This post follows on from my last one which discussed the arrival of new tools that enable the decentralisation of IT, or that enable shadow IT, to be carried out in an effective manner with some degree of enterprise control, but also introduced the term ‘Shredding the Edge’. I have used this term to refer to the loss of integrity in process and data as part of the now accepted shift to decentralisation of the edge of the enterprise in order to capitalise on and optimise localised and specialised across the firewall business opportunities.
This shift also leads to the increasing demand for real-time data analysis locally to support decision making around these events. This is not centralised business information, as we have known it, when the feeds from ERP transactions allow comparison of actual performance with budgets. It is the ability to analyse and compare data from outside, probably from web sources with internal expertise, and arrive at operational decisions. These decisions will eventually lead to processes and transactions that will show up in the conventional BI in time.

This edge-based decentralisation is the home of SaaS, as the funding model is not under the IT budget, and more often than not that means that the local business manager and their team are buying and building on Amazon, Google or Salesforce.com. The CEO and sales / marketing heads are delighted with the results, quick and agile, to be able to react and deploy new offers and capabilities in a way that the IT department has never been able to manage. The CIO may be worried, but then he or she has a lot of pressure on big system work and can’t spare the resources to deal with these increasing numbers of small requirements that frequently change. So it’s deemed acceptable, even desirable, to let shadow IT flourish deploying business technology, as a separate activity to information technology under the IT department.
There are several issues that this is going to raise in the medium term, but the two main ones are going to be questions from auditors on how these activities are ‘managed’ in terms of corporate data ownership and policies; and the dawning realisation that the enterprise is unable to see the full picture of their markets and activities due to the fragmentation, or shredding, of cohesive data. Of course the other question might relate to the wisdom or cost of using external cloud services for what is a crucial sales activity. So is there a better way?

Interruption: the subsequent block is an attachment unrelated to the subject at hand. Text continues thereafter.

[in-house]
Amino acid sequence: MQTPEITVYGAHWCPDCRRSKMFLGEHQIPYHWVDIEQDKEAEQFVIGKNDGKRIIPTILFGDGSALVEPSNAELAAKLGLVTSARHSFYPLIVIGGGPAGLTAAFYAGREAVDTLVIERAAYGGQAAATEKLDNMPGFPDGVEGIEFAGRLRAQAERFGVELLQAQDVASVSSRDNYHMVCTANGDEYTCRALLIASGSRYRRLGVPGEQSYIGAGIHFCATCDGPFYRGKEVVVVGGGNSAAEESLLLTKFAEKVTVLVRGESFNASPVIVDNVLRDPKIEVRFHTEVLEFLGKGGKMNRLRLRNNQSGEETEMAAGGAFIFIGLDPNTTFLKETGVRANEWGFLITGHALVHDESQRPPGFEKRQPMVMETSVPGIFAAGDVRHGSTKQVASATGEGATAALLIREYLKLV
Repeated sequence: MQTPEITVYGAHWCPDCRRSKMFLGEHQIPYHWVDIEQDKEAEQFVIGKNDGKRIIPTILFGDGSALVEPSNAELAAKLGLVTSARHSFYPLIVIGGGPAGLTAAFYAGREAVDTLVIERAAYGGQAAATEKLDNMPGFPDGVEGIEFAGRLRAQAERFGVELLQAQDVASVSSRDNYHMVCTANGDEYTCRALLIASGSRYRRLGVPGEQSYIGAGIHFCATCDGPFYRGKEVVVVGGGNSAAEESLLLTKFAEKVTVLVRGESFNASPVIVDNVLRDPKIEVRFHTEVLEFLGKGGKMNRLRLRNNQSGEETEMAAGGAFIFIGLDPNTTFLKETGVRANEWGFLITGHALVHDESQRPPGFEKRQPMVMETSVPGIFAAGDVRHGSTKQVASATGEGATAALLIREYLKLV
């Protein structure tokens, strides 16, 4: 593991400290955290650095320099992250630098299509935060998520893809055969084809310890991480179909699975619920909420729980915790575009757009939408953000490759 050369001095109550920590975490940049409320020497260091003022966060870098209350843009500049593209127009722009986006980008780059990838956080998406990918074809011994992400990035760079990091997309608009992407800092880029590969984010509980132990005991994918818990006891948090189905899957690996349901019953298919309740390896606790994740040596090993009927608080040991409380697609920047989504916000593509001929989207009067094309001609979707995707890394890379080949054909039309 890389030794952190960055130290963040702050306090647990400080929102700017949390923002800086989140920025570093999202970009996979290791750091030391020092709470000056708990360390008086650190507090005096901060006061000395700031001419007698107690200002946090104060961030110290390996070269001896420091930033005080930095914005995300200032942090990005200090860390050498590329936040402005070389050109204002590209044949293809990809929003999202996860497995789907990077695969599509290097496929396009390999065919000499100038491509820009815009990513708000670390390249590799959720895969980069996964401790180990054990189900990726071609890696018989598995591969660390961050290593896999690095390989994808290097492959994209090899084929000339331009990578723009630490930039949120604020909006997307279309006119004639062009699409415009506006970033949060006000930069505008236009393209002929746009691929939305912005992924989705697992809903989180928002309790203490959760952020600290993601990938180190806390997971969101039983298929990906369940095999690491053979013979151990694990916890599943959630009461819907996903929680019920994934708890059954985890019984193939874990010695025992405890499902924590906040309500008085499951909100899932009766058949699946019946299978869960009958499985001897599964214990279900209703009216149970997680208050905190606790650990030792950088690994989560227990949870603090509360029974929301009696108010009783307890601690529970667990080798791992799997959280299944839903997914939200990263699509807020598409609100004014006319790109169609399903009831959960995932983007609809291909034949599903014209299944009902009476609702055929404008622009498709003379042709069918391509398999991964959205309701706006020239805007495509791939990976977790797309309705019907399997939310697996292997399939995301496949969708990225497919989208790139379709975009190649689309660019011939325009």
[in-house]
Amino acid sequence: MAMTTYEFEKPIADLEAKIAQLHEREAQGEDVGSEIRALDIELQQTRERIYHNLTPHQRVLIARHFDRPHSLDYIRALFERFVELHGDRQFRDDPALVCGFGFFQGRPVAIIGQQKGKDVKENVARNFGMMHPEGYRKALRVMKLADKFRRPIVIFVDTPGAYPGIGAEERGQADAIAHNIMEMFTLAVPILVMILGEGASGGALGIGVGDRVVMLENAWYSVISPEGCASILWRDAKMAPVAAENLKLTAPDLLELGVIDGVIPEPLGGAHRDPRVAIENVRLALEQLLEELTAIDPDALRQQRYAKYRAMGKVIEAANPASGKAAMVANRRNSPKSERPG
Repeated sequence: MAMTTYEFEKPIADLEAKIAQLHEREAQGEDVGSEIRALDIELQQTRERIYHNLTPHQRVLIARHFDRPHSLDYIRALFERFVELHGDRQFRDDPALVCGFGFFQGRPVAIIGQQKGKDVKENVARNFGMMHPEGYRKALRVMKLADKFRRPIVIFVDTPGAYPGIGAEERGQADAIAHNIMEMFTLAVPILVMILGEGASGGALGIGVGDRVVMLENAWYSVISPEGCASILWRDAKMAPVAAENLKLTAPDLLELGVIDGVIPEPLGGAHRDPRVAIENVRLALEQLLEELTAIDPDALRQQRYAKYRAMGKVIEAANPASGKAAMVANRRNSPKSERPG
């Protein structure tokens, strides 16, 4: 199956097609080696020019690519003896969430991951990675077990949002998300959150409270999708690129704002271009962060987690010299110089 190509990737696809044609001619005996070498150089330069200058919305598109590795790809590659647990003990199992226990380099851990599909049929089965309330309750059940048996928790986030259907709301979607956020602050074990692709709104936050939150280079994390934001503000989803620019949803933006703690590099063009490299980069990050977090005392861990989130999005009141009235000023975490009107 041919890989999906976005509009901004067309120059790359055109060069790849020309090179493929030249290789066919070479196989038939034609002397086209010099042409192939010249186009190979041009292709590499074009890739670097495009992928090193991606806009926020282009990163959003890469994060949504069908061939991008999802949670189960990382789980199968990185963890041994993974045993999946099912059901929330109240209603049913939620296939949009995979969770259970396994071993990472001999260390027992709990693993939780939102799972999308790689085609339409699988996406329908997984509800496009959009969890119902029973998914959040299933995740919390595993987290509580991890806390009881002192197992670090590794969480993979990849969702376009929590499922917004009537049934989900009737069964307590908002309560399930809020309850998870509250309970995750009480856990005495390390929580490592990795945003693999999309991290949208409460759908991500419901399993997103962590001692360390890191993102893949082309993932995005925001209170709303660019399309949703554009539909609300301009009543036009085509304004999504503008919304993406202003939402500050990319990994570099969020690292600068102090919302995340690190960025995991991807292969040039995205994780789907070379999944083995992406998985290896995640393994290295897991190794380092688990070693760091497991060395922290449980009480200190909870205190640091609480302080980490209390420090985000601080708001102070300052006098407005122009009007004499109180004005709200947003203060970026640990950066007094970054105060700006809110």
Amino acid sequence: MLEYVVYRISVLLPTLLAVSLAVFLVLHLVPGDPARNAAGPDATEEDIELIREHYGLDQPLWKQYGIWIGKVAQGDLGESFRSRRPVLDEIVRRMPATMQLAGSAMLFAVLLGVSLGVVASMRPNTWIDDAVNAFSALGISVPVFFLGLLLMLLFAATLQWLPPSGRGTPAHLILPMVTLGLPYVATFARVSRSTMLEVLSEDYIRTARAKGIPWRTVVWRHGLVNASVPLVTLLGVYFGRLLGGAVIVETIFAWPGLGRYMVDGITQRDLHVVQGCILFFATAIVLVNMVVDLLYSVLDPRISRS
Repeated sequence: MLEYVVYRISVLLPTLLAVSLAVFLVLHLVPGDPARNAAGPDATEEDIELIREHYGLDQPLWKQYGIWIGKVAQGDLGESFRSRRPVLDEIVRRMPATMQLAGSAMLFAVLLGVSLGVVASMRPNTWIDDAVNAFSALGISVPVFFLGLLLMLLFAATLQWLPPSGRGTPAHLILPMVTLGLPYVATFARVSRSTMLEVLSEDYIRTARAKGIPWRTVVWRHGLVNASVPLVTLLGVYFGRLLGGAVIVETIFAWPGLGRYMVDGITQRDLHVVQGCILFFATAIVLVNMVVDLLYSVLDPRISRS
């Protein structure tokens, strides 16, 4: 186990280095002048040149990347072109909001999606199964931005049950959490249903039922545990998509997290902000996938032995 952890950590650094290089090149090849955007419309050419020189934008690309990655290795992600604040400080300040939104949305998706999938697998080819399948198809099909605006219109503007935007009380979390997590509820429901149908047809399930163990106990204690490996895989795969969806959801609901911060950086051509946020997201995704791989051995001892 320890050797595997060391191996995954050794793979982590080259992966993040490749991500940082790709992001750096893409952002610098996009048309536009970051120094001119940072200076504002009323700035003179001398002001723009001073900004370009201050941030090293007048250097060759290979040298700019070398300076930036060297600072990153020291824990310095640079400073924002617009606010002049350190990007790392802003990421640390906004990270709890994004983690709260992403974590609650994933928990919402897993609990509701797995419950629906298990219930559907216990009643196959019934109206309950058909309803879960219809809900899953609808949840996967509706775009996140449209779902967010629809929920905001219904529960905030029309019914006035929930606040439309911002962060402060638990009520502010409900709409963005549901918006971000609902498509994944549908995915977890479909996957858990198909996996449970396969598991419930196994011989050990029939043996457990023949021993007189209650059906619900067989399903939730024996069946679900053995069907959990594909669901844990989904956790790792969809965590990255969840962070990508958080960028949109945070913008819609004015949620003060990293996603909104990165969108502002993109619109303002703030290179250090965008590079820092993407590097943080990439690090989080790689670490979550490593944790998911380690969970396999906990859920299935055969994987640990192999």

Most enterprises have the computational capacity to support these new services, and if they haven’t then virtualisation of the existing server base may well provide the capacity. However, the challenge is not in the possession, it’s how to make them available. The secret of Amazon is to offer virtual machines as Infrastructure as a Service, or IaaS, but that’s still not enough to answer the enterprise challenge. The missing element is the construction of a Platform as a Service, or PaaS, that offers the consistent environment on which shadow IT workers can build and change their SaaS based services.
A great example of a well constructed PaaS is vForce the combination of VMware over the IaaS of SalesForce.com. VMware technology is available for any enterprise to construct their own in-house equivalent together with additional features such as policy management, budget charging, etc. and most of all a consistent data model to ensure all the various activities can be used as enterprise data. How to build on the PaaS offers the options of technology savvy members of business units doing their own builds. This can now be relatively simple scripting with low risk, through to using a specialist services provider to deliver the necessary team of people to be available to do the work.
Though initially this will almost certainly be a private cloud with internal SaaS services, the same PaaS can also act as an aggregation point for external ‘services’, thus ensuring that they too are policy managed. This mingling of private and public clouds to form a hybrid cloud is the likely future state for most enterprises, the challenge is to realise how to start moving in the right direction with the right controls. Adopting an internal PaaS with all of the immediate short term benefits is the answer for most enterprises, and will do much to calm the rightful concerns of CIOs and auditors.